AIKEN -- More than 40 of the Democratic faithful showed up Saturday to rally for their party's candidate for governor.
Democratic nominee Jim Hodges touted his plans for a lottery for education during his first official Aiken County campaign stop in about a year.
"How many of you are tired of being ranked No. 50 in so many categories?" he asked the crowd.
Mr. Hodges reiterated his promises to hire more teachers to reduce class size to 15 students per instructor and increase discipline in the classroom. His promise to hold a referendum on a state-sponsored lottery for education similar to Georgia drew cheers from some of the audience.
Every year, $80 million from South Carolina residents goes to fund education for Georgians through the lottery, he said, and that's not chump change.
"Don't you think it's time you had the right to vote on a lottery?" he asked the crowd.
Mr. Hodges last made a campaign stop in Aiken County in November. Aiken County is traditionally an area that votes Republican.
Mr. Hodges said he was pleased with the turnout Saturday at what was described as a "meet and greet" forum. He has visited many counties where 50 people showed up to greet him a year ago and more than 100 show up now, he said.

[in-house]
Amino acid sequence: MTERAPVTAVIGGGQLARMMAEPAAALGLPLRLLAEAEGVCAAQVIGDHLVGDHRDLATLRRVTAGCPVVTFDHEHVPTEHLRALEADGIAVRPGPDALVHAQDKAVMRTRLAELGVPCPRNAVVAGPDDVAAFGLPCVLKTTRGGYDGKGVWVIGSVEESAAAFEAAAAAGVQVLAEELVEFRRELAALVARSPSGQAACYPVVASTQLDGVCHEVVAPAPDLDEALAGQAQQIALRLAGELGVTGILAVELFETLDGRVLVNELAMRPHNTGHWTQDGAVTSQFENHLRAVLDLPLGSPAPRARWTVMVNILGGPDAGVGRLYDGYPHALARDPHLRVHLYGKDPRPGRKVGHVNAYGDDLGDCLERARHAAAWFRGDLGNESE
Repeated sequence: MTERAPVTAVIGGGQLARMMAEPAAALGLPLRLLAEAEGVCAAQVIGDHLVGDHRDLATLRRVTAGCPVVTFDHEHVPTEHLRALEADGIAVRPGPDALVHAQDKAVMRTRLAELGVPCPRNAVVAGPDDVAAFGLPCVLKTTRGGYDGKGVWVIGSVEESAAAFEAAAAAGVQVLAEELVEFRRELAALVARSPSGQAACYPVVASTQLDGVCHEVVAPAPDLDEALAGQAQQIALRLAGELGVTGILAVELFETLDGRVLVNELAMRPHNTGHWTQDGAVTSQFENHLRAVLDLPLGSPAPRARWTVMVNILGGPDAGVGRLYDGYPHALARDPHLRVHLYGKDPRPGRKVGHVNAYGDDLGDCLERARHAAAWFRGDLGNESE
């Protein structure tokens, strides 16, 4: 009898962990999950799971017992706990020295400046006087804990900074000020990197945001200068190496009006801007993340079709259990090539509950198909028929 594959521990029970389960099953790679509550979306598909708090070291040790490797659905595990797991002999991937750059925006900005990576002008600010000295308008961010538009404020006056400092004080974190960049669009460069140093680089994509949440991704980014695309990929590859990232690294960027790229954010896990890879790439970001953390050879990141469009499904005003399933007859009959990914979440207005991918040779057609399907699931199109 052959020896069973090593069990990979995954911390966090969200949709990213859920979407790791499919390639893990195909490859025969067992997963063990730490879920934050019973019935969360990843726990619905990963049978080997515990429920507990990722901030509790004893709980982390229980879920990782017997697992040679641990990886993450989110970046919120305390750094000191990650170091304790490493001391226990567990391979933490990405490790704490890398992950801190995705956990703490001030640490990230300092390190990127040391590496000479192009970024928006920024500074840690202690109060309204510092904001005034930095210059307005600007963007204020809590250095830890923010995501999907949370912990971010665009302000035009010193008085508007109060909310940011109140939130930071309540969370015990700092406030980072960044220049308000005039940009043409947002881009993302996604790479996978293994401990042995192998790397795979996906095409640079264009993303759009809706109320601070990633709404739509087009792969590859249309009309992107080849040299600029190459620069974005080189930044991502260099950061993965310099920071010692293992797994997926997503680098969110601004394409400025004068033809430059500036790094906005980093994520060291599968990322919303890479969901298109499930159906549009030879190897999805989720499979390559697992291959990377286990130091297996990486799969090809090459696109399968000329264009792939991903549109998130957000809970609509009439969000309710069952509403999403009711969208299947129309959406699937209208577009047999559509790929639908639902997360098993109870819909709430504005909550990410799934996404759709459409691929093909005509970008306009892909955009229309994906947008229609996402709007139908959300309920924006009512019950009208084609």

Aiken County is receptive because it is a border county that can see firsthand the improvements Georgia has made in its education system, which is funded by South Carolina dollars flowing across the river, Mr. Hodges said.
Mr. Hodges' speech did not address the video poker industry, which has heavily contributed funds to his campaign. He said later that education is the main issue of the campaign, and video poker is an issue the Beasley camp raised when no one listed their education ideas.
Mr. Hodges was accompanied by Bill Clyburn, the Democratic incumbent running against Republican Edna Daniels for state House District 82; State Sen. Tommy Moore, D-Clearwater; and Willar Hightower, District 8 county councilman.
Todd Bauer can be reached at (803) 279-6895 or firstname.lastname@example.org.